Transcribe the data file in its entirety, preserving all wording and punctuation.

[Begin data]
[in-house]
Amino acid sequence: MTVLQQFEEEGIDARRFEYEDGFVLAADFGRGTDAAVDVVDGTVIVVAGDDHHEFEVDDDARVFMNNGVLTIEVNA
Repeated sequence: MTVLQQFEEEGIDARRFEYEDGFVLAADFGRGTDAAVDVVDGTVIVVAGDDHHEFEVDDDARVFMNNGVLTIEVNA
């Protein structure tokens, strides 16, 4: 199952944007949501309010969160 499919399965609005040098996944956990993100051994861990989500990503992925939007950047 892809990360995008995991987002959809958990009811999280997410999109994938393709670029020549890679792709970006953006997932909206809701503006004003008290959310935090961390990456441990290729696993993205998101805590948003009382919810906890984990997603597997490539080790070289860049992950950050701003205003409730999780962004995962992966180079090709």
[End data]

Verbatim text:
[in-house]
Amino acid sequence: MTVLQQFEEEGIDARRFEYEDGFVLAADFGRGTDAAVDVVDGTVIVVAGDDHHEFEVDDDARVFMNNGVLTIEVNA
Repeated sequence: MTVLQQFEEEGIDARRFEYEDGFVLAADFGRGTDAAVDVVDGTVIVVAGDDHHEFEVDDDARVFMNNGVLTIEVNA
């Protein structure tokens, strides 16, 4: 199952944007949501309010969160 499919399965609005040098996944956990993100051994861990989500990503992925939007950047 892809990360995008995991987002959809958990009811999280997410999109994938393709670029020549890679792709970006953006997932909206809701503006004003008290959310935090961390990456441990290729696993993205998101805590948003009382919810906890984990997603597997490539080790070289860049992950950050701003205003409730999780962004995962992966180079090709």